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I’m currently working on a variation on L & J. G. Stickley’s No. 220 prairie settle. The settle’s three sides consist of frame and panels. Because I’m building a shorter version, I need to shorten the rails and resize the panels. Before SketchUp, I would have subtracted the combined width of the stiles from the rails, divided that number by the number of panels and added twice the overlap of stile and rail to calculate final panel width. Using the SketchUp Copy command, I can avoid the math and distribute the necessary number of stiles along a rail automatically (this even distribution of objects along a line is also known as a linear array).

I begin by selecting the component I want to distribute by clicking on it with the Select tool.

I select the stile I want to copy and distribute.

I select the stile I want to copy and distribute.

I activate the Move tool (I use the keyboard shortcut M) and hit the Alt key (Windows) or Option key (Mac) to activate Copy. A plus sign appears at the upper right of the Move pointer to indicate Copy is active. I click on the lower corner of the component and move it to its final location.

I drag on the component and position the copy at the end of rail.

I drag on the component and position the copy at the end of rail.

I then type the number of times I want the component to be copied followed by / and hit the Enter/Return key (Windows/Mac). In this example, I want two instances of the stile to be distributed along the rail, so I type 2/ and hit Enter. Note how /2 appears in the measurement field of the window.

After positioning the component, I type a / and the number of times I want to copy the component.

After positioning the component, I type a / and the number of times I want to copy the component.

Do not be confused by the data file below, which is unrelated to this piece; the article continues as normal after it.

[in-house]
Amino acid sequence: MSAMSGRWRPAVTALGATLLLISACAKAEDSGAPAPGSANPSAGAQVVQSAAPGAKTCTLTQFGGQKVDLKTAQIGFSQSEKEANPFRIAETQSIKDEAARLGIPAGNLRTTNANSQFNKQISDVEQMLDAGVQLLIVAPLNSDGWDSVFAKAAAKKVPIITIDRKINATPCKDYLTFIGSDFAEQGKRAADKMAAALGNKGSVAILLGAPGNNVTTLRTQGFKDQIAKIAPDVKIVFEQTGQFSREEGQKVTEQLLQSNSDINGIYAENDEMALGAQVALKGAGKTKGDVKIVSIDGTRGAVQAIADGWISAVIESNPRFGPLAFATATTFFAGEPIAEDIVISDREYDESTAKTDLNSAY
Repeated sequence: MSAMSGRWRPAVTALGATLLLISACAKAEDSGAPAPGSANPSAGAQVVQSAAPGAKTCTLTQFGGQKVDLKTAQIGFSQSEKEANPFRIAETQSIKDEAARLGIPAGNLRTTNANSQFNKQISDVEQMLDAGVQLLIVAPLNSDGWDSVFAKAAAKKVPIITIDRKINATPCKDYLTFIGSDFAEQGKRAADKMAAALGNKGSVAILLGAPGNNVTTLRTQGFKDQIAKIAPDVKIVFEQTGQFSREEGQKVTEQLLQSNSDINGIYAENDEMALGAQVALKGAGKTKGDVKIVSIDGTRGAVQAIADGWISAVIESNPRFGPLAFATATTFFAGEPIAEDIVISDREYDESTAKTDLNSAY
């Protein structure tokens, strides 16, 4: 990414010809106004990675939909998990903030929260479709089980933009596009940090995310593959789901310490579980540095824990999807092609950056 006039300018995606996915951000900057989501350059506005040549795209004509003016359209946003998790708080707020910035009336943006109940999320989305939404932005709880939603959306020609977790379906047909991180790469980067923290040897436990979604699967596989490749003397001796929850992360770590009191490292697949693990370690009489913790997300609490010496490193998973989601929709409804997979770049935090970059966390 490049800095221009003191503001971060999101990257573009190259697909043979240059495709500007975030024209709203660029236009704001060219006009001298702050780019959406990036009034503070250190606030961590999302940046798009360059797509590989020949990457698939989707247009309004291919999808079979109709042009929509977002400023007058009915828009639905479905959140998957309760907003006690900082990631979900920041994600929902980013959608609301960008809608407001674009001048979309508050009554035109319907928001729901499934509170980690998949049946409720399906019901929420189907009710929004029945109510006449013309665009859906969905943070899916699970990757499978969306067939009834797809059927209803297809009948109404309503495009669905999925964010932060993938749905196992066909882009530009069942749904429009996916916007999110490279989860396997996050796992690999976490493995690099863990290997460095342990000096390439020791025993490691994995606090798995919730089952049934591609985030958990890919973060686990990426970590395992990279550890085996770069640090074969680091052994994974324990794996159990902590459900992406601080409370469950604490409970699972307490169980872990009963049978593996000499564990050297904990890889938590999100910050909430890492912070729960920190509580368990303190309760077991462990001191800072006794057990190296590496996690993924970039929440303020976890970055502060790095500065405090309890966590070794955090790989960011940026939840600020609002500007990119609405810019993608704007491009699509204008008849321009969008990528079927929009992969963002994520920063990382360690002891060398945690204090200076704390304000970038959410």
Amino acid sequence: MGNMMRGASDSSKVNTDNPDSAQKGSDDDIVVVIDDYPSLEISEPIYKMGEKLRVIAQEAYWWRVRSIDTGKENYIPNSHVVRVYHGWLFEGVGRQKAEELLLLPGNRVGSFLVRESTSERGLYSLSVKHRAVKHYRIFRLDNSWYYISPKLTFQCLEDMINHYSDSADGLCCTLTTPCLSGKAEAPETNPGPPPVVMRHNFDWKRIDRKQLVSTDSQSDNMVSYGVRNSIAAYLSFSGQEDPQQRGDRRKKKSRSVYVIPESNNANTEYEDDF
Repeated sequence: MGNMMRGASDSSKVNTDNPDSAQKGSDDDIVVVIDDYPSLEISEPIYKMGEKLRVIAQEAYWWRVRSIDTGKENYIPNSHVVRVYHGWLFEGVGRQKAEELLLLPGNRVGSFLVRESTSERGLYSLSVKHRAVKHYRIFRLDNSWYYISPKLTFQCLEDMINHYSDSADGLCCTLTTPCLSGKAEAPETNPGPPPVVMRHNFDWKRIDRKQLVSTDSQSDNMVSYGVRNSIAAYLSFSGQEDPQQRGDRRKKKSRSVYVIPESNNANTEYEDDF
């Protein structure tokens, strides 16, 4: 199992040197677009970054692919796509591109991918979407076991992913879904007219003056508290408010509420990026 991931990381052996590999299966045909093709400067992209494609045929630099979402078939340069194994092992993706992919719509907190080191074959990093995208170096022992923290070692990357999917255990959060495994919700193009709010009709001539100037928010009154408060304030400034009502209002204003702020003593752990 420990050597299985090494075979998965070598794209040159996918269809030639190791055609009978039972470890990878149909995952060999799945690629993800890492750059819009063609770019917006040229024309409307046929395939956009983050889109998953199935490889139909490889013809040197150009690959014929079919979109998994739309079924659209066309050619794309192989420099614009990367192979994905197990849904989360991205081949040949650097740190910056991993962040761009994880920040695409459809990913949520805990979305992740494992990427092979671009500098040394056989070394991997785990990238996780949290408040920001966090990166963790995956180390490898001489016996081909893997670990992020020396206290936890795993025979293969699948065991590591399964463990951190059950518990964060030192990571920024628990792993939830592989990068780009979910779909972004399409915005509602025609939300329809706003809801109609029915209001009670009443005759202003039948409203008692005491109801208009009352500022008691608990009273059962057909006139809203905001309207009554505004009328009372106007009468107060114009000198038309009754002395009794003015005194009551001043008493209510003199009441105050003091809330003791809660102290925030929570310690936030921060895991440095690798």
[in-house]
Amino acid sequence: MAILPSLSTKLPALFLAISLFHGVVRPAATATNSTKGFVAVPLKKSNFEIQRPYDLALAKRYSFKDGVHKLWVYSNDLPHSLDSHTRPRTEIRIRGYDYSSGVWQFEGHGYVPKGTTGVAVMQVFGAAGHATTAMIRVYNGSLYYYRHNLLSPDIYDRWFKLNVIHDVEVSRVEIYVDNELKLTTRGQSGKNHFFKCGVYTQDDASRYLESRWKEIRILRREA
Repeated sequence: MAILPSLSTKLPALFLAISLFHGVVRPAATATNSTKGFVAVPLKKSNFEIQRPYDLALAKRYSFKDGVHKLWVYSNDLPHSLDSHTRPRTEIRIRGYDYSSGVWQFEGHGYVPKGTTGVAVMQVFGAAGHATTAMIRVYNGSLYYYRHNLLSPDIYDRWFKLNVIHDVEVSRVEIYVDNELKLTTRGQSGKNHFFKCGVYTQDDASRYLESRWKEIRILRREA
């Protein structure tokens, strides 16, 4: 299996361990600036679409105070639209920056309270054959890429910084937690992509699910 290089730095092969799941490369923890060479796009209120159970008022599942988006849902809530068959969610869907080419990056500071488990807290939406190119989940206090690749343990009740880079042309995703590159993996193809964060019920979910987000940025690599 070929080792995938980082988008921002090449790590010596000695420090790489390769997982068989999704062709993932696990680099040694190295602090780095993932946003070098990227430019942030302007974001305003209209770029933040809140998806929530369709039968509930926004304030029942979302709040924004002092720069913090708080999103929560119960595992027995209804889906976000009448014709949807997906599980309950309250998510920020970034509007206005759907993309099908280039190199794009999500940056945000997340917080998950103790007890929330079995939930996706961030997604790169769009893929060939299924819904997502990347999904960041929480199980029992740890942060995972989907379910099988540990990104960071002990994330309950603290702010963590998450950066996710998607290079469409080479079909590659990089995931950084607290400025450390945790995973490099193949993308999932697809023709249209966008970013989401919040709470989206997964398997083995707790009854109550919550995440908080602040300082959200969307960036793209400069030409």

My stiles are now properly distributed along the rail. To finish up the side, I can fill the frame with panels.

I've evenly distributed stiles along the rail. No math required.

I’ve evenly distributed stiles along the rail. No math required.

— Michael Crow

Michael is the author of “Building Classic Arts & Crafts Furniture: Shop Drawings for 33 Traditional Charles Limbert Projects” (Popular Woodworking), which is available now at ShopWoodworking in both print and eBook formats. He’s now working on his next book, due out in the spring from Popular Woodworking: “Mid-Century Modern Furniture.”

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Showing 6 comments
  • CessnapilotBarry

    One minor point… It’s the key to activate copy from move in Windows.

  • CessnapilotBarry

    Thanks for this post! Bob Lang covered this nicely in his video course, but I ALWAYS seem to forget how to quickly execute it.

    This post was a nice reminder for me to go and practice it a few times…

  • robert

    Please don’t inflict Sketchup on this fine blog and magazine. Pick up a pencil, compass, ruler and paper and draw. There is more to be learned doing it long-hand – both about yourself and the project.

  • whutchis@gmail.com

    Note, it should be the key in Windows to activate the copy command. The key activates the menus in a standard Sketchup session.

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